David Rosenhan and his volunteers feigned symptoms to be admitted to psychiatric hospitals. Credit: Denver Post via Getty. From to , an extraordinary experiment played out in 12 psychiatric institutions across 5 US states. Eight healthy people — including David Rosenhan, a social psychologist at Stanford University in California, who ran the experiment — convinced psychiatrists that they needed to be committed to mental hospitals. By the s, most psychology textbooks were quoting it. It also influenced society more widely, and not always positively: in the law courts, for instance, it undermined the value of expert testimonies from psychiatrists.
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It is clear that we cannot distinguish the sane from the insane in psychiatric hospitals. The hospital itself imposes a special environment in which the meanings of behavior can easily be misunderstood. The consequences to patients hospitalized in such an environment-the powerlessness, depersonalization, segregation, mortification, and self-labeling-seem undoubtedly countertherapeutic. I do not, even now, understand this problem well enough to perceive solutions.
But two matters seem to have some promise. The first concerns the proliferation of community mental health facilities, of crisis intervention centers, of the human potential movement, and of behavior therapies that, for all of their own problems, tend to avoid psychiatric labels, to focus on specific problems and behaviors, and to retain the individual in a relatively non-pejorative environment.
Clearly, to the extent that we refrain from sending the distressed to insane places, our impressions of them are less likely to be distorted. The risk of distorted perceptions, it seems to me, is always present, since we are much more sensitive to an individual's behaviors and verbalizations than we are to the subtle contextual stimuli that often promote them.
At issue here is a matter of magnitude. And, as I have shown, the magnitude of distortion is exceedingly high in the extreme context that is a psychiatric hospital.
The second matter that might prove promising speaks to the need to increase the sensitivity of mental health workers and researchers to the Catch 22 position of psychiatric patients. Simply reading materials in this area will be of help to some such workers and researchers. For others, directly experiencing the impact of psychiatric hospitalization will be of enormous use.
Clearly, further research into the social psychology of such total institutions will both facilitate treatment and deepen understanding. I and the other pseudopatients in the psychiatric setting had distinctly negative reactions. We do not pretend to describe the subjective experiences of true patients. Theirs may be different from ours, particularly with the passage of time and the necessary process of adaptation to one's environment.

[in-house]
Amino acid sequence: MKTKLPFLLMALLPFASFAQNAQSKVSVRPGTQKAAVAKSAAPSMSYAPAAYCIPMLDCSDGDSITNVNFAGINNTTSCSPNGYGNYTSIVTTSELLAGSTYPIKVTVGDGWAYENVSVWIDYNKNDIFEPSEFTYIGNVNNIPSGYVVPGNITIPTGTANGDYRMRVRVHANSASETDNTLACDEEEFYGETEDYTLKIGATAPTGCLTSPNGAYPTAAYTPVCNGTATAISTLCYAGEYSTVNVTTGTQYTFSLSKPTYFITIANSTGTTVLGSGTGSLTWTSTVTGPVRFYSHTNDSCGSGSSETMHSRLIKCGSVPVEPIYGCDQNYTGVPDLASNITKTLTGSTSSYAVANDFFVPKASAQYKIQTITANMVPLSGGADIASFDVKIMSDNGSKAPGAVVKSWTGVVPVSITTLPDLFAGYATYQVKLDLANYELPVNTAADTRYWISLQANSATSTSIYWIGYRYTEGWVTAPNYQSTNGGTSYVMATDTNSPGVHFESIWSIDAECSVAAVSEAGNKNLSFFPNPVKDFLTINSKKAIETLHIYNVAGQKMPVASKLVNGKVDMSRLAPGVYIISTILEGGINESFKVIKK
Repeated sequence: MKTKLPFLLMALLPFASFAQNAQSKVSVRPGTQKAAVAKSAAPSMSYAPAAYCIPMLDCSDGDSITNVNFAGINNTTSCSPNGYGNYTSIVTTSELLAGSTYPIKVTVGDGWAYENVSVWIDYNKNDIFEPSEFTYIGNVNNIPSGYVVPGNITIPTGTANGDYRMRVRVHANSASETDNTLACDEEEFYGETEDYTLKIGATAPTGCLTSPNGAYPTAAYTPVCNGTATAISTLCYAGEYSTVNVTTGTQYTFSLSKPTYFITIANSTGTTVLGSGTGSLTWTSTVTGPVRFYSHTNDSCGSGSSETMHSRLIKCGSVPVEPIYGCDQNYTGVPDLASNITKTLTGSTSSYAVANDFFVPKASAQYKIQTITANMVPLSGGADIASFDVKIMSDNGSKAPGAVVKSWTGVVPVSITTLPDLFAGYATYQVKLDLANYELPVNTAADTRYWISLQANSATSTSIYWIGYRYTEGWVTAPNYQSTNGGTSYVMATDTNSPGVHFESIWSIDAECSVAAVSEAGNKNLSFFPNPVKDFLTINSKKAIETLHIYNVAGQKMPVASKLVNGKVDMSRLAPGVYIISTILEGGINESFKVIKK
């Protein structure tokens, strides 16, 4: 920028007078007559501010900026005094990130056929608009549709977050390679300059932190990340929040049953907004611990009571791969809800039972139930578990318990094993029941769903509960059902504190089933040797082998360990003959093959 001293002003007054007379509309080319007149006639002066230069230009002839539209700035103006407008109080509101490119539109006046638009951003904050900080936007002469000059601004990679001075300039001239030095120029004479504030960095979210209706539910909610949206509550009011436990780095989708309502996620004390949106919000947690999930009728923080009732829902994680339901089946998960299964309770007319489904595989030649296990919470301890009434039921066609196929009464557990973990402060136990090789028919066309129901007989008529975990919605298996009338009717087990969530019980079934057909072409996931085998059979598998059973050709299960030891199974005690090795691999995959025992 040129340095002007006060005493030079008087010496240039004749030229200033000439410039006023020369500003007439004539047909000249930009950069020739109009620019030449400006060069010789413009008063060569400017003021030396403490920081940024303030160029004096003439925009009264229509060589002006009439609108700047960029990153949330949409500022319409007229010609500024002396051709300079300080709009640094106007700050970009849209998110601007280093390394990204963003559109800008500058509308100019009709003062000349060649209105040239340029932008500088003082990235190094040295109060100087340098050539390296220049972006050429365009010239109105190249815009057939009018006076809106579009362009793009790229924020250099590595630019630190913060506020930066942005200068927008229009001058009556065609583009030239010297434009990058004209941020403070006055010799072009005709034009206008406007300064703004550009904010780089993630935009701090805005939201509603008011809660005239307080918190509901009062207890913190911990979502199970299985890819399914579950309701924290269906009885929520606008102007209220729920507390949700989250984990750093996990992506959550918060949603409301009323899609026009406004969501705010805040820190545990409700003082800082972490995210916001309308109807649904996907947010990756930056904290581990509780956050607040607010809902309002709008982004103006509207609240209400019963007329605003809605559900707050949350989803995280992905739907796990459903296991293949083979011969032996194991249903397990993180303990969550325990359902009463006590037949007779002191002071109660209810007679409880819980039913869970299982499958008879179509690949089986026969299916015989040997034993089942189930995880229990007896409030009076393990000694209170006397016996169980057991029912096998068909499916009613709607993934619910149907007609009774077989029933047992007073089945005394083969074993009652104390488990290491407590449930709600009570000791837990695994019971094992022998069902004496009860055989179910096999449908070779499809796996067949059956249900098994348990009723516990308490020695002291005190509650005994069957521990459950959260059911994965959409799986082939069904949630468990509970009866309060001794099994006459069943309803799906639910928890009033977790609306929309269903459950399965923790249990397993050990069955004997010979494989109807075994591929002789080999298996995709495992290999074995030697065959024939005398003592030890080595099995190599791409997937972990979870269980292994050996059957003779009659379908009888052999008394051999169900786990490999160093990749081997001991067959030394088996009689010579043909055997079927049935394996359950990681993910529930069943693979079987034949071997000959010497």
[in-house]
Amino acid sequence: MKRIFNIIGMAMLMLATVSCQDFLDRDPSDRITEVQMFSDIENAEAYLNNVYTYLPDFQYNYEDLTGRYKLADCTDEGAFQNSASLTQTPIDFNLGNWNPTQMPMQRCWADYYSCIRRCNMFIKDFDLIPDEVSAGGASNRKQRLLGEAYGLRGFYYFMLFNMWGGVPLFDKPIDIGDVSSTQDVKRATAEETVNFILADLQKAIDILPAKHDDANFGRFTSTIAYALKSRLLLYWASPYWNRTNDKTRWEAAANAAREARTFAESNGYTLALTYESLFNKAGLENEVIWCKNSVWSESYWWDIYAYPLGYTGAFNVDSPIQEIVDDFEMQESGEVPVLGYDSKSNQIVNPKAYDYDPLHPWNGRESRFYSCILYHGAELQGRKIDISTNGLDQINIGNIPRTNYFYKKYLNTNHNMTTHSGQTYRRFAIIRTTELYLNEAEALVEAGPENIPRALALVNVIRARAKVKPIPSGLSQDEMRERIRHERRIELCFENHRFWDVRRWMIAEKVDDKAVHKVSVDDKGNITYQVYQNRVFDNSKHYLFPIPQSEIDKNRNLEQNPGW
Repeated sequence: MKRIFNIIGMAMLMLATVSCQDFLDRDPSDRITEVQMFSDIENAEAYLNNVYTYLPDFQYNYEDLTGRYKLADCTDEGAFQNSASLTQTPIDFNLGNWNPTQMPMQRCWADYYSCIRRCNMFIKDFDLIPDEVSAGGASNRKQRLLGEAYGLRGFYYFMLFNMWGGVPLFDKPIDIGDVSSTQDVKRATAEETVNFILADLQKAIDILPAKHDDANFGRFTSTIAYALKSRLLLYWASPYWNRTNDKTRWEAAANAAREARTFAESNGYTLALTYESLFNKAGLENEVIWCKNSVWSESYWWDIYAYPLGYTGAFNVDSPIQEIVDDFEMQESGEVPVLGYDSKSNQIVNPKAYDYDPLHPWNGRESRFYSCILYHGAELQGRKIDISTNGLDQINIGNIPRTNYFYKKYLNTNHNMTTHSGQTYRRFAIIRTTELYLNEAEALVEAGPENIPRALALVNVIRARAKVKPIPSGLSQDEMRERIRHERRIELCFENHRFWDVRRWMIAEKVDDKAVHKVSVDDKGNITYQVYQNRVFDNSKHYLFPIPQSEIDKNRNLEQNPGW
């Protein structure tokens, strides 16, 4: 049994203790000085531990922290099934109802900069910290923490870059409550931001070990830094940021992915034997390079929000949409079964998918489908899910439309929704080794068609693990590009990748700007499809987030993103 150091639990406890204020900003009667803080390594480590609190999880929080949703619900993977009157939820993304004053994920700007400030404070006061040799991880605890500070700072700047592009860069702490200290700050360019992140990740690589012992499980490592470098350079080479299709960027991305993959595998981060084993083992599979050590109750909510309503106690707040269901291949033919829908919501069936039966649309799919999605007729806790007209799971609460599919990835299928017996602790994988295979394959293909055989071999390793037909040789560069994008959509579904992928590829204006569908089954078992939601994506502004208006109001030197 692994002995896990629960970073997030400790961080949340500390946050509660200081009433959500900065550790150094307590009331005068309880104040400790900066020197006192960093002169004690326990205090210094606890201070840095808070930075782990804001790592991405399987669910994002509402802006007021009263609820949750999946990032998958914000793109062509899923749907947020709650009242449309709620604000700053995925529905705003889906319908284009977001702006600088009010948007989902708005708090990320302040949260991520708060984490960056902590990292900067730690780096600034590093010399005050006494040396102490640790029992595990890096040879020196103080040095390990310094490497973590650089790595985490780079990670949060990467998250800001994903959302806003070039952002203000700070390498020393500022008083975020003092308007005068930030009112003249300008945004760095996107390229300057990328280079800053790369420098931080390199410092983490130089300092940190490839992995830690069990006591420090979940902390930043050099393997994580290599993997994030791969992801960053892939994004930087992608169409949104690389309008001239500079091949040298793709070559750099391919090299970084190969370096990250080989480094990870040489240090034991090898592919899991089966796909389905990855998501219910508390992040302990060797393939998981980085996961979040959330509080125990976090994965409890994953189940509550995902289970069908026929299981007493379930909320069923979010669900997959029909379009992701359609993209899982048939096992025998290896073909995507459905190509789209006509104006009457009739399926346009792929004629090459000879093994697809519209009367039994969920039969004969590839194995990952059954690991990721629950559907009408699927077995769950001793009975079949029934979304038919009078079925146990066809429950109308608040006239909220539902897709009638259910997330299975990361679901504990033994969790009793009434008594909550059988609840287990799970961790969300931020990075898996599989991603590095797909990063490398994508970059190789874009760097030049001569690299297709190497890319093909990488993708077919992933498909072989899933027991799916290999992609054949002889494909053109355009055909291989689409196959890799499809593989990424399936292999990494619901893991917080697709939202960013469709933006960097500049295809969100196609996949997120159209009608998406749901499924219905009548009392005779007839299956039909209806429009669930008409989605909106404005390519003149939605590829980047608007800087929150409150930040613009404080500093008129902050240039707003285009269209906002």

But we can and do speak to the relatively more objective indices of treatment within the hospital. It could be a mistake, and a very unfortunate one, to consider that what happened to us derived from malice or stupidity on the part of the staff. Quite the contrary, our overwhelming impression of them was of people who really cared, who were committed and who were uncommonly intelligent.
Where they failed, as they sometimes did painfully, it would be more accurate to attribute those failures to the environment in which they, too, found themselves than to personal callousness. Their perceptions and behavior were controlled by the situation, rather than being motivated by a malicious disposition.
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Save Cancel. Create a file for external citation management software Create file Cancel. Full-text links Cite Favorites. Abstract It is clear that we cannot distinguish the sane from the insane in psychiatric hospitals.
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MeSH terms Adult Actions. Attitude of Health Personnel Actions. Depersonalization Actions. Diagnostic Errors Actions.
Female Actions. Hospitals, Psychiatric Actions. Humans Actions. Male Actions. Full-text links [x] HighWire. Copy Download.
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The Rosenhan experiment or Thud experiment was conducted to determine the validity of psychiatric diagnosis. The experimenters feigned hallucinations to enter psychiatric hospitals, and acted normally afterwards. They were diagnosed with psychiatric disorders and were given antipsychotic drugs. The study was conducted by psychologist David Rosenhan , a Stanford University professor, and published by the journal Science in under the title "On being sane in insane places". Rosenhan's study was done in eight parts.
On the troubling trail of psychiatry’s pseudopatients stunt
On Being Sane in Insane Places